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Armen Melkounian, far right, wife Noushig Melkounian and daughter Varty Melkounian, 5, speak with Apkar Mirakian, the executive director at the Armenian Community Centre and their Armenian sponsor Garen Keuhnelian in Toronto on Tuesday.

JENNIFER ROBERTS/The Globe and Mail

A sunlit building with marble floors in northern Toronto is the headquarters for a quiet but massive resettlement effort that's stretching the limits of the city's small Armenian community.

Willowdale, a suburb tucked just north of Highway 401, is the target destination for almost as many Syrian refugees as Toronto's core. And almost all the 1,127 refugees going to Willowdale, according to federal documents, are attached to a single address: the Armenian Community Centre.

With no public funding, its members are privately sponsoring more than a tenth of the refugees expected in the coming weeks, opening their spare rooms to usher fellow Armenians to safety and – almost as important – familiarity.

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Other people, especially those who haven't lived as a minority, might be happy to settle wherever fate takes them. But when Armenians migrate, they tend to do it purposely and en masse, said Garen Keuhnelian, whose brother-in-law's family arrived in Canada on Monday.

"They want to keep the Armenians together," Mr. Keuhnelian said. "Otherwise they would be scattered in other places and they would be lost."

The private sponsorships allow the community members to name specific Armenian families or persons, who then file their part of the refugee-resettlement application from Lebanon or Jordan, where the Christian minority community has been living since fleeing Syria.

Toronto's established Armenian community is about 10,000 families strong and mostly middle class. The new arrivals could add up to much more than 1,127, said Apkar Mirakian, who is directing the settlement project for the community centre.

There are already more than 1,300 approved sponsorship applications, he said. About 350 people have already arrived, with 1,000 expected, and applications are still pouring in for about 80 people a day. The pace of arrivals has picked up to the point that staff are sometimes only told in the morning that a family will arrive at the airport at night.

Canada's eased refugee rules have made the country an easy choice for many Armenians in the Middle East. Other than Armenia itself, Canada is the only place where they can easily move right now and also integrate into an existing cultural community, Mr. Mirakian said.

"The Armenians in a refugee situation in Lebanon, Jordan, Turkey, this is where they're looking," he said.

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All newly arrived children will begin school with free tuition at the private Armenian school attached to the community centre, and when the school inevitably overflows, the community centre will start converting its rooms into classrooms, Mr. Mirakian said. "We are exhausting the resources of the community."

The federal government has told sponsors it costs about $25,000 to sponsor a family for a year. But the Armenian Community Centre asks for only a $100 application fee, trusting the sponsors to sort things out, whether that means offering their own home or lining up a job.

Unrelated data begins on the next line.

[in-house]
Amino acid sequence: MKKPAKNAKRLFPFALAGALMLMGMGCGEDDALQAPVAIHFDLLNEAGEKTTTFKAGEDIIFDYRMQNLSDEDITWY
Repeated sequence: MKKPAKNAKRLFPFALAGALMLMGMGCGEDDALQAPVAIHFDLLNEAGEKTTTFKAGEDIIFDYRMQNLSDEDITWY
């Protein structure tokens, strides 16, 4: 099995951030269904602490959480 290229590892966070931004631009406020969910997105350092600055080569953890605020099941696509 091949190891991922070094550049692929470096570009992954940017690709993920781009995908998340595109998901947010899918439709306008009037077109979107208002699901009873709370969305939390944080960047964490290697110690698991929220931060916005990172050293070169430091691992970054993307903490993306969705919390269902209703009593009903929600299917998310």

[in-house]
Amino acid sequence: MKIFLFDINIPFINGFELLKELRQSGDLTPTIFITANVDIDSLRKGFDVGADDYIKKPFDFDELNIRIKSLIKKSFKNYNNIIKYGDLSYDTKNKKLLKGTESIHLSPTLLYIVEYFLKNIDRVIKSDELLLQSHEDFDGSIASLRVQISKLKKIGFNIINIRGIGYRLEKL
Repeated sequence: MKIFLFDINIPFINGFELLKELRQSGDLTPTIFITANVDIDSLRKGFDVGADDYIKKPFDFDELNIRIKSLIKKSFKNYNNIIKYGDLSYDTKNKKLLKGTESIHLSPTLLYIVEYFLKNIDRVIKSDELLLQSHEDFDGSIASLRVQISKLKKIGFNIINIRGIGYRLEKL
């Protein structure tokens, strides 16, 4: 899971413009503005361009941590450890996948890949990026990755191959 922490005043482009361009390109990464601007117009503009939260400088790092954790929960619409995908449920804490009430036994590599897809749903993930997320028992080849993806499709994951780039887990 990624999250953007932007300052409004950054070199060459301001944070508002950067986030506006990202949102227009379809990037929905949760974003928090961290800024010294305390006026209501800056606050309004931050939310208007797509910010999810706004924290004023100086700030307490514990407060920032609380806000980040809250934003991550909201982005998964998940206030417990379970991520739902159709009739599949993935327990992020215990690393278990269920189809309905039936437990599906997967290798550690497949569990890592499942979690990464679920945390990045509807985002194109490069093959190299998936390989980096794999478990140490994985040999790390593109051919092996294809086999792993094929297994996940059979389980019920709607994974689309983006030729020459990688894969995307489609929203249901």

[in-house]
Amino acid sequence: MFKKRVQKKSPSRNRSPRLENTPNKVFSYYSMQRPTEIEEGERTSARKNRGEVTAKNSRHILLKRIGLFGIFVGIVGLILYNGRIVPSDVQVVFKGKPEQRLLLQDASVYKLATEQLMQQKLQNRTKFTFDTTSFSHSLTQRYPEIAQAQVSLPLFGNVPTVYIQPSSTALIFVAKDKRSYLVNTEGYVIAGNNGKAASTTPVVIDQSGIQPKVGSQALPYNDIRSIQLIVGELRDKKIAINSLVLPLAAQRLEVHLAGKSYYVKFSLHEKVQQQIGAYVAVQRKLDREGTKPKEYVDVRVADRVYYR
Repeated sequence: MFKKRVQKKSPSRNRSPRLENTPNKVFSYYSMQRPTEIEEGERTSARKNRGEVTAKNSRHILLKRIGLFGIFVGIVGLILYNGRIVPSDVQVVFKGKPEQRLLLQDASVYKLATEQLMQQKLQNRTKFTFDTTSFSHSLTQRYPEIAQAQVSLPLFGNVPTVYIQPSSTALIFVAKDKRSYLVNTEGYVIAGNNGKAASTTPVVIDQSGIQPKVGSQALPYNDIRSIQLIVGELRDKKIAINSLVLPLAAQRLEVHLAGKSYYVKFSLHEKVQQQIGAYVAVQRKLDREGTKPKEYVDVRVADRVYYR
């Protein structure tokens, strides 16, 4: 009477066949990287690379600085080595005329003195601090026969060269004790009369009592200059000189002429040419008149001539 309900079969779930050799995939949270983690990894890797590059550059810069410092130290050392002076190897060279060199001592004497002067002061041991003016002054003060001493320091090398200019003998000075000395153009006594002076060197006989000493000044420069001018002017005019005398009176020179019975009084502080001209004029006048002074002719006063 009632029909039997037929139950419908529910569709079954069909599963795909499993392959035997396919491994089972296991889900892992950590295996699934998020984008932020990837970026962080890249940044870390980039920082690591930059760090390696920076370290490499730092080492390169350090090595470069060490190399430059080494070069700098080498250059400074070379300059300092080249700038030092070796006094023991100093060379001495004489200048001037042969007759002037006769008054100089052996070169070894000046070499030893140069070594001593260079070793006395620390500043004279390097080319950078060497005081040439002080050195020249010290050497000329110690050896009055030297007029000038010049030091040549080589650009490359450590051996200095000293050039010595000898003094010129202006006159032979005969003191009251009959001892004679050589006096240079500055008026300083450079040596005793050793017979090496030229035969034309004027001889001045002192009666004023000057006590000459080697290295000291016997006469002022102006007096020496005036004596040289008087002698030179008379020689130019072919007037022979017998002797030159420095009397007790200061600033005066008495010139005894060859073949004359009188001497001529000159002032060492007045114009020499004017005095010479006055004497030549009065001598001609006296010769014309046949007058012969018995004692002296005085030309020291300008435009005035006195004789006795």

"Responsibility falls on the community if anything goes wrong in that first year," said Shahen Mirakian, Apkar Mirakian's son. "We take that with eyes open, very willingly."

On Tuesday afternoon, two new families arrived in Willowdale with their sponsors, looking around the community centre a day after landing at Pearson International Airport.

Nanor Kojaoghlanian, a 30-year-old mother of two, flew from Lebanon and will be living at first in Brampton, Ont., with her husband's second cousin, who grew up in Iraq and had met her husband only a few times. They had contacted him and he quickly agreed to help.

Very few of the privately sponsored Armenians are coming from refugees camps. Many Armenians associated camps with the Turkish genocide of their people a century ago, and friends and family will try hard to find them other housing, said the elder Mr. Mirakian.

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However, in Lebanon they were unable to work. Ms. Kojaoghlanian, once an English teacher, hopes to teach again in Canada. "It was a dream to come here," she said.

Many Armenians work as goldsmiths, silversmiths, tool and die makers and car mechanics, said Apkar Mirakian. Toronto's Armenian business owners have been working together to place people in their fields and calling around when they can't. Two local Middle Eastern supermarkets have given jobs to Armenians, as has a Loblaws warehouse east of Toronto.

In Montreal, 700 or 800 Armenian Syrians have already arrived, though the flow has slowed, said Shahen Mirakian. The extra students there put a strain on the Armenian school. In Toronto, housing will be one of the biggest hurdles, he said. There's a short supply to begin with, and some landlords have been demanding six months' rent up front.

"Maybe we'll have a huge community pop up in Mississauga or Brampton or wherever they can afford housing," he said.

Armen Malkounian, a goldsmith, arrived Monday with his wife, Noushig, their five-year-old daughter, and his mother. They will move in with his sister, her husband and their two children – the Keunhelians – in Richmond Hill.

The Keunhelians have already filed another application to bring more family, but they still have room. The house has four bedrooms and a basement, Mr. Keunhelian said.

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Beyond family, Mr. Malkounian hastened to add, he also has "lots of friends" in Canada whom he once knew in Syria. "All Armenians are my friends," he said, laughing.

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